I love the line from Theodore Roethke's poem, The waking: "I learn by going where I have to go." I often don't know where I'm going until I set out. In renovating my house, I froze in the face of the massive project. I couldn't do anything for days, despite friends and family offering to help me organize the project. Then my dear sister-in-law Kate suggested I just prime one room. Once I began, I saw that I could continue. I learned by going where I had to go.
Starting is what moves me along. One coat of primer moved me to choose the final color, which pushed me in the direction of the trim, which led me to blinds and curtains, and so on.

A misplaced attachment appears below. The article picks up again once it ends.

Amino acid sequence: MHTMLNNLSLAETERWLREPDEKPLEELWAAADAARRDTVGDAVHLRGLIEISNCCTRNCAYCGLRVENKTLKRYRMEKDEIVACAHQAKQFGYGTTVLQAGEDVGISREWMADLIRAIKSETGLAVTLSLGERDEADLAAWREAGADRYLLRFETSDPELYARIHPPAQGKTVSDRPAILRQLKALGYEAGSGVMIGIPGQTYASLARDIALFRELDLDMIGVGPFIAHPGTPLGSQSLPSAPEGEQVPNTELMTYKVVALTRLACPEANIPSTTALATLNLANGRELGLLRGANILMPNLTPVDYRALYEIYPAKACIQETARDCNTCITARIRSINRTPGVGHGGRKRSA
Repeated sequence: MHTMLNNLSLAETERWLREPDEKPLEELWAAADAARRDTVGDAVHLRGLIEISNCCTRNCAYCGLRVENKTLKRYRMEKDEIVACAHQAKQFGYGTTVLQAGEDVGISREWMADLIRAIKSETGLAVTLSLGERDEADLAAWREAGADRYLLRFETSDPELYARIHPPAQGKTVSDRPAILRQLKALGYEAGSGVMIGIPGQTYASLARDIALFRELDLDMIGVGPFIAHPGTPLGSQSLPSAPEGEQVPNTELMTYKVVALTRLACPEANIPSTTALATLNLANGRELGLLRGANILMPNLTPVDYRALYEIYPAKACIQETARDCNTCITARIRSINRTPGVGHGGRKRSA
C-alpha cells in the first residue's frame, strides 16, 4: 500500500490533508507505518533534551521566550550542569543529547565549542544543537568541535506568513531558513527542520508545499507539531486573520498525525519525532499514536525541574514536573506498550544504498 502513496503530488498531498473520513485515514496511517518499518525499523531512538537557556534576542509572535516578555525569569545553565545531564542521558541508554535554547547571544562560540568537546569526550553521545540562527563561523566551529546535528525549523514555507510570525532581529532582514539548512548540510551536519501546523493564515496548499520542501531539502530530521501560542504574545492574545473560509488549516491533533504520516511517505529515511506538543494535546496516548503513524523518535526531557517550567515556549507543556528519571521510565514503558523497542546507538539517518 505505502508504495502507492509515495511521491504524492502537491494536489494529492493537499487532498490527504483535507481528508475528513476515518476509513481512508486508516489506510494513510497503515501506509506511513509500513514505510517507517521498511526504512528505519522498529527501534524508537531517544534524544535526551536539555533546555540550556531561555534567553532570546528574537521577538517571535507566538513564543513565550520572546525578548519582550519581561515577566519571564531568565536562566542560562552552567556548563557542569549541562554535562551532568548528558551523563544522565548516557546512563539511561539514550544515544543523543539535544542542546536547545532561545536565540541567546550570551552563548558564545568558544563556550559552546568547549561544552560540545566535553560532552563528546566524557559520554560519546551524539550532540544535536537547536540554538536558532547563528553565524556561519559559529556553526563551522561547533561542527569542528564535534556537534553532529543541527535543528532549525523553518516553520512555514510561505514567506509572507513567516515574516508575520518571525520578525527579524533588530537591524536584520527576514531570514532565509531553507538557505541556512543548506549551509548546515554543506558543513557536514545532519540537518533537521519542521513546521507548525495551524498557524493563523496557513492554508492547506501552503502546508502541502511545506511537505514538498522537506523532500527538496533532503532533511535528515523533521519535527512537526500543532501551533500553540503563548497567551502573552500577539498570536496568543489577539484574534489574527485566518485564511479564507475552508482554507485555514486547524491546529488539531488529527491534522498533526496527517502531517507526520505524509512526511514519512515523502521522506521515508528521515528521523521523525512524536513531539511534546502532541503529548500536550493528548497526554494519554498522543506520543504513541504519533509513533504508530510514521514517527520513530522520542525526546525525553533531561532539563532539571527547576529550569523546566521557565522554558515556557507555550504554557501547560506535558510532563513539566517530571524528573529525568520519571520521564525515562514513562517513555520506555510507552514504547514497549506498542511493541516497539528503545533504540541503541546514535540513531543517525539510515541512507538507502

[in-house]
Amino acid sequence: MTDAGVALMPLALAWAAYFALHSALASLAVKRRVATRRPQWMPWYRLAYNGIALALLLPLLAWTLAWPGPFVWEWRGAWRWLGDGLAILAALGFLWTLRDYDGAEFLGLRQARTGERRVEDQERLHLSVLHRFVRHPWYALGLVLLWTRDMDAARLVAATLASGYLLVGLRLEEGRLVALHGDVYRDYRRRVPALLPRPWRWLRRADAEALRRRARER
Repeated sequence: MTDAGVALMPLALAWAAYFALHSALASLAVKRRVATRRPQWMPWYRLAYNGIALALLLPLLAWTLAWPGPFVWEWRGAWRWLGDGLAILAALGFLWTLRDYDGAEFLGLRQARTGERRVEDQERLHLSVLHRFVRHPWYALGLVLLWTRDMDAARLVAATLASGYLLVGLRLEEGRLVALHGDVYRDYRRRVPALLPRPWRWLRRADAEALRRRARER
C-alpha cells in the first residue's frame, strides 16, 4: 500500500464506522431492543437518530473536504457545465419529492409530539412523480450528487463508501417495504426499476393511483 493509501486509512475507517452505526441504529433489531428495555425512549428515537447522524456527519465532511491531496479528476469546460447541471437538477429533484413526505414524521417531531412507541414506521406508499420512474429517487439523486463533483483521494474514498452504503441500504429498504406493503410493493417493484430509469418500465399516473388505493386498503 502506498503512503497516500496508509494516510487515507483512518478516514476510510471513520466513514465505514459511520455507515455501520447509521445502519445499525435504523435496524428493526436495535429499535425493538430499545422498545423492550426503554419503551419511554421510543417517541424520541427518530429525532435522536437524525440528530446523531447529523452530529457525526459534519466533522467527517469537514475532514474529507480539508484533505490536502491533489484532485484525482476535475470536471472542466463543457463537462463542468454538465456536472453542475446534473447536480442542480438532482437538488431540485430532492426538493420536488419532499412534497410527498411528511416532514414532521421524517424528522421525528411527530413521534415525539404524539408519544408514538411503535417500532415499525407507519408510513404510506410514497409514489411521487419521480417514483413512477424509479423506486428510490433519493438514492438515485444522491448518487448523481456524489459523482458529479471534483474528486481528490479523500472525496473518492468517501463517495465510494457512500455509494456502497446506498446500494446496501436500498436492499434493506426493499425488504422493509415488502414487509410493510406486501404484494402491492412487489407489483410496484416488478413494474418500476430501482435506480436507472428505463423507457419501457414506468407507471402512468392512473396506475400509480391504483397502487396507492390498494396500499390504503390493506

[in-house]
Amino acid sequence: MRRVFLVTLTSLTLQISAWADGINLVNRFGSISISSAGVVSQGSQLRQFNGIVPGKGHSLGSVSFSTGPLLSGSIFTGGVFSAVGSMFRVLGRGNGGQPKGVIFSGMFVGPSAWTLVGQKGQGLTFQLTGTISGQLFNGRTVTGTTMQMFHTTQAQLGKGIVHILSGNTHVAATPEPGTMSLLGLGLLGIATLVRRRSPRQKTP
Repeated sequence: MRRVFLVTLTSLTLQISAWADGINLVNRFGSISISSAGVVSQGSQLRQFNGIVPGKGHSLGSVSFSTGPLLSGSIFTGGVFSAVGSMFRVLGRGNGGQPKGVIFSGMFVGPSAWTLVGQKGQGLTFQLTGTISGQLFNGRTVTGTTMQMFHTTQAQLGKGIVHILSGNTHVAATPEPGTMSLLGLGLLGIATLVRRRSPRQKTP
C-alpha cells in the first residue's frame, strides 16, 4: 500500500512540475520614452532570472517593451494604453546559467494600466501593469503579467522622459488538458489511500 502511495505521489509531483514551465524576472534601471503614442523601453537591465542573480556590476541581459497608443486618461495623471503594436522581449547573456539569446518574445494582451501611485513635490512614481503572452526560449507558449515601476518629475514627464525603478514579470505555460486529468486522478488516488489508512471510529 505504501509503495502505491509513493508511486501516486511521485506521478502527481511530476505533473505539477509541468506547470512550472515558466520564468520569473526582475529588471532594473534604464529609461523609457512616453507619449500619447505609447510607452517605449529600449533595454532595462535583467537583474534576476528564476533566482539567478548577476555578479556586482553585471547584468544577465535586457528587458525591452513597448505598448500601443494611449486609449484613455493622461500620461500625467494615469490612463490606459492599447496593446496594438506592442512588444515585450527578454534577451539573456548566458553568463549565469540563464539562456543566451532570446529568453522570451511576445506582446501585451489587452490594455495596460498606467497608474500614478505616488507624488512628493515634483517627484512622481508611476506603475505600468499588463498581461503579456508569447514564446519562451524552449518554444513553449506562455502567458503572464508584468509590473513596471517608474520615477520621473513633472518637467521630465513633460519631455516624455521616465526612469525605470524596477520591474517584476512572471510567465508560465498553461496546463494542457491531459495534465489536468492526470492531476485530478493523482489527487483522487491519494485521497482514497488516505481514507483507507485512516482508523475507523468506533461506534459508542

So it is with stories. I often need to start in order to know where I'm going. Like my house, stories are also never finished. I'm always shifting my telling to the audience or even to who I am at the moment. Sometimes starting out is, as Donald Davis recommends, just telling about the story. Sometimes it is a small piece of research that awakens my curiosity.
With every new story, as with every house project, I learn to trust that whatever comes out will be fine. Or if it isn't, I can make a new plan, change the story, change the design, just keep creating as I go along.